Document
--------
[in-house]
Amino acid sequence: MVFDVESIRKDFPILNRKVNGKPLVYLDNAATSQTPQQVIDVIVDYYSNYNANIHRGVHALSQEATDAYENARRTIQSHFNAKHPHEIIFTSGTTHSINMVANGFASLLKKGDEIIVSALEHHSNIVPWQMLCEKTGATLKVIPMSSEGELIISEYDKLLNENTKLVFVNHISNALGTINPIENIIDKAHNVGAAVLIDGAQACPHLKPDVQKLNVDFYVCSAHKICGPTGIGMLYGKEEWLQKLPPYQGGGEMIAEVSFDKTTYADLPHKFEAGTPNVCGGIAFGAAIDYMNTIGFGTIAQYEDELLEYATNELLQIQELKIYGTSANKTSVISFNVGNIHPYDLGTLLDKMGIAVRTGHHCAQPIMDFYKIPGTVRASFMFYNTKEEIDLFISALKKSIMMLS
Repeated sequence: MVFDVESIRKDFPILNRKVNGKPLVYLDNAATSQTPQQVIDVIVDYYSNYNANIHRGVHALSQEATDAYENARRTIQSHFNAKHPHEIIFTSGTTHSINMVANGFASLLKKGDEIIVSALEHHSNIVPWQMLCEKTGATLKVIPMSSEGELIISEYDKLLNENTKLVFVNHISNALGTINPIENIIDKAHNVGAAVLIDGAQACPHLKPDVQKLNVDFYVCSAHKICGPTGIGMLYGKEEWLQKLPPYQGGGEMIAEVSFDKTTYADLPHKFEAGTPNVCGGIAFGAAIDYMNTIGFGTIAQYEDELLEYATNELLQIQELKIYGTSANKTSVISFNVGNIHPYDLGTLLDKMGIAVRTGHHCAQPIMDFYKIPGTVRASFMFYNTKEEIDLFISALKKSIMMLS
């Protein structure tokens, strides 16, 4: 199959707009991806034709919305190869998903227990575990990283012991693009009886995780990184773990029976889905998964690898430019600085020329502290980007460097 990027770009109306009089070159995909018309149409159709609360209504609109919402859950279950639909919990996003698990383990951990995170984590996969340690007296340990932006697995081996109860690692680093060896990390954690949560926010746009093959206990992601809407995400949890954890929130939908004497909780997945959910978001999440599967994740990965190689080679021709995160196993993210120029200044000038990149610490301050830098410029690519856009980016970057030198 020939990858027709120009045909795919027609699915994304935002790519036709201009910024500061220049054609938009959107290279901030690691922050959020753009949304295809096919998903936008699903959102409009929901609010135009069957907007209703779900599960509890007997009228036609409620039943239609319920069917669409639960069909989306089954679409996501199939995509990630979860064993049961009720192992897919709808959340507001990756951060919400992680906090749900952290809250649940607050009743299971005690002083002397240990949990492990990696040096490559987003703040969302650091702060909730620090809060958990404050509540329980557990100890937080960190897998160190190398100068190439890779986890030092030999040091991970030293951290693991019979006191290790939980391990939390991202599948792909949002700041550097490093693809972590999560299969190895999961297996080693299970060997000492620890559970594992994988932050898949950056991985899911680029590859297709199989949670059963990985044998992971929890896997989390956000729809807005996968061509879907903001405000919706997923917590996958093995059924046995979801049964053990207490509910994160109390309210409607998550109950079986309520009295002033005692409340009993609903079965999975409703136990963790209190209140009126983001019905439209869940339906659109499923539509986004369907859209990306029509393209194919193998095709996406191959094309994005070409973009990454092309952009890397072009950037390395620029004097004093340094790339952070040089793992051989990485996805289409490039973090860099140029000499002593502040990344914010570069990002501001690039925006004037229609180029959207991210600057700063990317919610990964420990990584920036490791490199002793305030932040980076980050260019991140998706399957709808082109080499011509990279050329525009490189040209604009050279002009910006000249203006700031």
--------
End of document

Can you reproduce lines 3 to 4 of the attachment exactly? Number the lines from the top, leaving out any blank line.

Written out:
Repeated sequence: MVFDVESIRKDFPILNRKVNGKPLVYLDNAATSQTPQQVIDVIVDYYSNYNANIHRGVHALSQEATDAYENARRTIQSHFNAKHPHEIIFTSGTTHSINMVANGFASLLKKGDEIIVSALEHHSNIVPWQMLCEKTGATLKVIPMSSEGELIISEYDKLLNENTKLVFVNHISNALGTINPIENIIDKAHNVGAAVLIDGAQACPHLKPDVQKLNVDFYVCSAHKICGPTGIGMLYGKEEWLQKLPPYQGGGEMIAEVSFDKTTYADLPHKFEAGTPNVCGGIAFGAAIDYMNTIGFGTIAQYEDELLEYATNELLQIQELKIYGTSANKTSVISFNVGNIHPYDLGTLLDKMGIAVRTGHHCAQPIMDFYKIPGTVRASFMFYNTKEEIDLFISALKKSIMMLS
């Protein structure tokens, strides 16, 4: 199959707009991806034709919305190869998903227990575990990283012991693009009886995780990184773990029976889905998964690898430019600085020329502290980007460097 990027770009109306009089070159995909018309149409159709609360209504609109919402859950279950639909919990996003698990383990951990995170984590996969340690007296340990932006697995081996109860690692680093060896990390954690949560926010746009093959206990992601809407995400949890954890929130939908004497909780997945959910978001999440599967994740990965190689080679021709995160196993993210120029200044000038990149610490301050830098410029690519856009980016970057030198 020939990858027709120009045909795919027609699915994304935002790519036709201009910024500061220049054609938009959107290279901030690691922050959020753009949304295809096919998903936008699903959102409009929901609010135009069957907007209703779900599960509890007997009228036609409620039943239609319920069917669409639960069909989306089954679409996501199939995509990630979860064993049961009720192992897919709808959340507001990756951060919400992680906090749900952290809250649940607050009743299971005690002083002397240990949990492990990696040096490559987003703040969302650091702060909730620090809060958990404050509540329980557990100890937080960190897998160190190398100068190439890779986890030092030999040091991970030293951290693991019979006191290790939980391990939390991202599948792909949002700041550097490093693809972590999560299969190895999961297996080693299970060997000492620890559970594992994988932050898949950056991985899911680029590859297709199989949670059963990985044998992971929890896997989390956000729809807005996968061509879907903001405000919706997923917590996958093995059924046995979801049964053990207490509910994160109390309210409607998550109950079986309520009295002033005692409340009993609903079965999975409703136990963790209190209140009126983001019905439209869940339906659109499923539509986004369907859209990306029509393209194919193998095709996406191959094309994005070409973009990454092309952009890397072009950037390395620029004097004093340094790339952070040089793992051989990485996805289409490039973090860099140029000499002593502040990344914010570069990002501001690039925006004037229609180029959207991210600057700063990317919610990964420990990584920036490791490199002793305030932040980076980050260019991140998706399957709808082109080499011509990279050329525009490189040209604009050279002009910006000249203006700031």